Host specificity, the degree to which a parasite exploits different host species, is one aspect of the host-parasite interface that has been implicated as a factor in shaping parasite population structure and genetic diversity at both fine and regional scales. I use co-structure analysis to examine the effects of host specificity on the generalist parasite Renifer aniarum and R. ancistrodontis watersnakes (Nerodia spp.) and Cottonmouths (Agkistrodon piscivorous).
Habitats, Hosts and Parasite Transmission
River networks are habitats characterized by repeated, arborescent bifurcations that form landscape pathways of branches and nodes. The spatial hierarchy of headwaters, tributaries, reaches and drainage basins combined with additional physical barriers and unidirectional stream flow can be major determinants of population connectivity and community structure for hosts. However, little is known about how these features combined with host dispersal can influence parasite transmission and mating system dynamics within river networks. I examined the effects of network structure in R. aniarum population connectivity in the Colorado River. Future work will focus on fine-scale transmission and mating system dynamics of the Monogenean parasite Gyrodactylus turnbulli in Trinidandian rivers.
Host Heterogeneity and Shoaling Behavior
Variation in within host processes such as shoaling behavior and individual immune response to parasite infection have the potential to alter both parasite infrapopulation composition (all the parasites in the same species that inhabit a given host individual) and transmission dynamics between hosts. For Gyrodactylid parasites, which can complete their life cycle on a single host and exhibit continuous transmission among developmental stages, host heterogeneity is likely to have a significant impact on fine-scale patterns of parasite transmission within host shoals and potentially shape parasite mating system dynamics within a host. More to come- this project is still in development!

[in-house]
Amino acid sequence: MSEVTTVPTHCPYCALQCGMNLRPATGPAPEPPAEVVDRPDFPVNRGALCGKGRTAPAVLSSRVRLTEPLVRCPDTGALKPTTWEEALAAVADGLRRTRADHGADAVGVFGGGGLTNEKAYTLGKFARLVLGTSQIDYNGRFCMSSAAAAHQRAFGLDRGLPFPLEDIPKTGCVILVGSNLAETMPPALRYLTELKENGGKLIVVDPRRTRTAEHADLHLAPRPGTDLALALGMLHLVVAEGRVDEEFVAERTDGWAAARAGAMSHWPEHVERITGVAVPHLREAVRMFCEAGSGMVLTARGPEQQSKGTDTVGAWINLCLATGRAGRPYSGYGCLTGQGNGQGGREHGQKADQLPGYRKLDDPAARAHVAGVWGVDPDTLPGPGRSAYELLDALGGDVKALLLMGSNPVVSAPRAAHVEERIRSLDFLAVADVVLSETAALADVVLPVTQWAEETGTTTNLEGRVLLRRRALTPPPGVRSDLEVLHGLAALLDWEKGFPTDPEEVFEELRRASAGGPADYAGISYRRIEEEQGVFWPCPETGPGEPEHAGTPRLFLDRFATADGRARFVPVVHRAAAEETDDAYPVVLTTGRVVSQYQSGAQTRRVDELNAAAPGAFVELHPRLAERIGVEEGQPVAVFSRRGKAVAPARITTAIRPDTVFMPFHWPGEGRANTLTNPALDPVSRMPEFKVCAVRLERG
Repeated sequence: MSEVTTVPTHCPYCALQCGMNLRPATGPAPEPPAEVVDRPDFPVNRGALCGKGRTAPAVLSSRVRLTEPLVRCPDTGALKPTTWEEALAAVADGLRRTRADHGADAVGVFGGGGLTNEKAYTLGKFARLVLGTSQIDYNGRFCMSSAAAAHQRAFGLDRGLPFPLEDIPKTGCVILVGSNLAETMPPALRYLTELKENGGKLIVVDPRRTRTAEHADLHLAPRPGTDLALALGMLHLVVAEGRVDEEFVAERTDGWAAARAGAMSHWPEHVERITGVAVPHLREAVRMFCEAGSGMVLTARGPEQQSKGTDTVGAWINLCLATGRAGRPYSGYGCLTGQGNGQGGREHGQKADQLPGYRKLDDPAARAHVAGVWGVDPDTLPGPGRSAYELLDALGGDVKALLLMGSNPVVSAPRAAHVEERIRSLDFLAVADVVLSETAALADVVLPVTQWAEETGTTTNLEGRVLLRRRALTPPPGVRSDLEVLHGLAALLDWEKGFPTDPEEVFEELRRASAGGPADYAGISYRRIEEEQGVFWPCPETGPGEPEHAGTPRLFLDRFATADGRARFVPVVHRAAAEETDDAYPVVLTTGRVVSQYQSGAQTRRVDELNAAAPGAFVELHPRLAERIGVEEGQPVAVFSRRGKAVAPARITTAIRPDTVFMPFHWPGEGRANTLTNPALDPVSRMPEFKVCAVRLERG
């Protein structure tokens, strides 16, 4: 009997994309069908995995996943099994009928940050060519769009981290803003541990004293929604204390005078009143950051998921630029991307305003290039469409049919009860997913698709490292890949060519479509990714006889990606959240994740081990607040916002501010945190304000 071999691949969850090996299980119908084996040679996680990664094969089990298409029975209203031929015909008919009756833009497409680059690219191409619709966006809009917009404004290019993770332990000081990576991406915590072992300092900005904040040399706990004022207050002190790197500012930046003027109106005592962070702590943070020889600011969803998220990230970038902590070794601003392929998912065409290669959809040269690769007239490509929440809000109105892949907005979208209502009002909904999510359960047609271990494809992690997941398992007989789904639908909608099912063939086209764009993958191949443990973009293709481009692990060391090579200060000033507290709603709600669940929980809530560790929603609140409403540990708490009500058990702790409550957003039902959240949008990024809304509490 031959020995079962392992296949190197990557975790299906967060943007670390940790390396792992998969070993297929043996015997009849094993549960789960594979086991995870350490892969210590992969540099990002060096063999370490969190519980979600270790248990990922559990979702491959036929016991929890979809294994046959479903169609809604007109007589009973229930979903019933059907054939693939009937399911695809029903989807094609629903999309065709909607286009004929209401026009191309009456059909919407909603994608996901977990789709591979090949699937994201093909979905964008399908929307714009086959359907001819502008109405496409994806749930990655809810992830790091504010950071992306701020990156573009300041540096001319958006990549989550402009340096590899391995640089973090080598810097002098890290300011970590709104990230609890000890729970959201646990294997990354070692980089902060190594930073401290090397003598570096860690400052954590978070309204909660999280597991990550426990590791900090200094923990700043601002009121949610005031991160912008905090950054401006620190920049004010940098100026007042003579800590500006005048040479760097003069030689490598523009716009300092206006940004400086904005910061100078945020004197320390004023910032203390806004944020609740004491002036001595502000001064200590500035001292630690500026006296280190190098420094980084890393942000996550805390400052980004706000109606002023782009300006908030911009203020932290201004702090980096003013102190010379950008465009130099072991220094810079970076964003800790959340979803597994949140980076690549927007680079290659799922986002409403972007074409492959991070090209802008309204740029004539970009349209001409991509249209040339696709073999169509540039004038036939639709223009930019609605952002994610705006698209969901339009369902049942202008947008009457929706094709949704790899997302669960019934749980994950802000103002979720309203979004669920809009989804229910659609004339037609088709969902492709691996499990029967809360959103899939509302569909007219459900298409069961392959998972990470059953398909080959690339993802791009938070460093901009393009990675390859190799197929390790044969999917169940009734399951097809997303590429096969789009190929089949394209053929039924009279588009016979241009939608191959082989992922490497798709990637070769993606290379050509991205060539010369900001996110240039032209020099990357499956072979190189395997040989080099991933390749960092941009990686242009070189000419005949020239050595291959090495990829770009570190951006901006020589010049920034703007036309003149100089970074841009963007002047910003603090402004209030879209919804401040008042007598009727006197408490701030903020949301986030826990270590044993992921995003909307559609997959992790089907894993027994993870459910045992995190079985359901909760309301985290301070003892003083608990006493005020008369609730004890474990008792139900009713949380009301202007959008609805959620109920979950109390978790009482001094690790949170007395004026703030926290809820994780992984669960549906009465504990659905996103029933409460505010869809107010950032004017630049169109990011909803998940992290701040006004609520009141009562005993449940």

Endemic to Epidemic Parasite Transmission
The transition from an endemic parasitic infection to an epidemic infection is not well understood. Sarcoptic mange is caused by a parasitic mite endemic to many wildlife populations. Recently however, infections of mange in Pennsylvania bears has reached epidemic proportions, resulting in a significant increase in mange-related bear mortality. In collaboration with the Pennsylvania Game Commission, local Pennsylvania hunters and Jan Janecka at Duquesne University, I am collecting bear and mange samples from southeastern Pennsylvania. The goal of this project will be to apply molecular epidemiology, landscape resistance genetic simulation modeling and bear population connectivity information in order to better understand the the factors that shift endemic infections to epidemics.
Applied Conservation Genetics
Combined with traditional monitoring tools and habitat assessments, population genetic monitoring of endangered and threatened species is an important resource for tracking changes in population connectivity and genetic diversity. I developed and lead the post-delisting monitoring of the Concho watersnake (Nerodia harteri paucimaculata) using a three prong approach that included genetic, demographic and hydrological data to help preserve this unique Texas endemic. Past conservation projects focused on the dune sagebrush lizard, black-footed ferret, snow leopard, and Cerulean warbler.